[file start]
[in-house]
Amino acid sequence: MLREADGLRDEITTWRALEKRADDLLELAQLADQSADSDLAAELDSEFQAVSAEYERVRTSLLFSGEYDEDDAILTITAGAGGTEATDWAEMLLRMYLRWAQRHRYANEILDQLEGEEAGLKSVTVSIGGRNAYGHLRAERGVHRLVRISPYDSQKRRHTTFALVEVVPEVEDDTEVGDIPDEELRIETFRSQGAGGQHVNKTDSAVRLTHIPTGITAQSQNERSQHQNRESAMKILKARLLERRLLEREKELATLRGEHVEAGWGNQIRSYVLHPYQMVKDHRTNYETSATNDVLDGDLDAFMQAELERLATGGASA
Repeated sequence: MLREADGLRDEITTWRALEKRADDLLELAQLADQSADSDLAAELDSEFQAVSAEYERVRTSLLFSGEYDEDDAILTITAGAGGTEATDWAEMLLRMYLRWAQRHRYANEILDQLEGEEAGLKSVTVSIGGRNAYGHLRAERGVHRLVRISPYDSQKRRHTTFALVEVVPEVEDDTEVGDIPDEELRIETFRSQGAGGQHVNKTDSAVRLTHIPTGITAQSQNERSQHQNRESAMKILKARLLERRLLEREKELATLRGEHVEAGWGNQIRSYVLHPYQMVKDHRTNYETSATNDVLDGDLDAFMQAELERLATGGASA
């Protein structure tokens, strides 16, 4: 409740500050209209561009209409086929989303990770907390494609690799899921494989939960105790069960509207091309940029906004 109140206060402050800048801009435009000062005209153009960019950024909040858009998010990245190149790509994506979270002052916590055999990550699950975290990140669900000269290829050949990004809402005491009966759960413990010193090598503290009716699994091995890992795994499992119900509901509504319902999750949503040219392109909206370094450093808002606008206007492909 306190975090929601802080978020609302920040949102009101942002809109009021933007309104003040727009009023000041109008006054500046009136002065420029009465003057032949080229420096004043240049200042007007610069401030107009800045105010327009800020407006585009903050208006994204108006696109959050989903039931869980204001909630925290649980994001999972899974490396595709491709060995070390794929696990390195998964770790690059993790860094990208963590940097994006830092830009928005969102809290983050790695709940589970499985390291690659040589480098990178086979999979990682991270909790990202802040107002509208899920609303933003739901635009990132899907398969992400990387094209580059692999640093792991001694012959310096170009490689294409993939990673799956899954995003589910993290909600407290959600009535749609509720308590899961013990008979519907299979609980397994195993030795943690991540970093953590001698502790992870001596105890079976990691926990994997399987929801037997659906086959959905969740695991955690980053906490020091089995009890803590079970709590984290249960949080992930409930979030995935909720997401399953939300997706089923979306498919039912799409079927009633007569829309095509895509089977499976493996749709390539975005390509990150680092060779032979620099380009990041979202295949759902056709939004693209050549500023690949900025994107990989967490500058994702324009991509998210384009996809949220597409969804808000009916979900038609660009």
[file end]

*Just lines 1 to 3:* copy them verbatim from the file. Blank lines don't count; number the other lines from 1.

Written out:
[in-house]
Amino acid sequence: MLREADGLRDEITTWRALEKRADDLLELAQLADQSADSDLAAELDSEFQAVSAEYERVRTSLLFSGEYDEDDAILTITAGAGGTEATDWAEMLLRMYLRWAQRHRYANEILDQLEGEEAGLKSVTVSIGGRNAYGHLRAERGVHRLVRISPYDSQKRRHTTFALVEVVPEVEDDTEVGDIPDEELRIETFRSQGAGGQHVNKTDSAVRLTHIPTGITAQSQNERSQHQNRESAMKILKARLLERRLLEREKELATLRGEHVEAGWGNQIRSYVLHPYQMVKDHRTNYETSATNDVLDGDLDAFMQAELERLATGGASA
Repeated sequence: MLREADGLRDEITTWRALEKRADDLLELAQLADQSADSDLAAELDSEFQAVSAEYERVRTSLLFSGEYDEDDAILTITAGAGGTEATDWAEMLLRMYLRWAQRHRYANEILDQLEGEEAGLKSVTVSIGGRNAYGHLRAERGVHRLVRISPYDSQKRRHTTFALVEVVPEVEDDTEVGDIPDEELRIETFRSQGAGGQHVNKTDSAVRLTHIPTGITAQSQNERSQHQNRESAMKILKARLLERRLLEREKELATLRGEHVEAGWGNQIRSYVLHPYQMVKDHRTNYETSATNDVLDGDLDAFMQAELERLATGGASA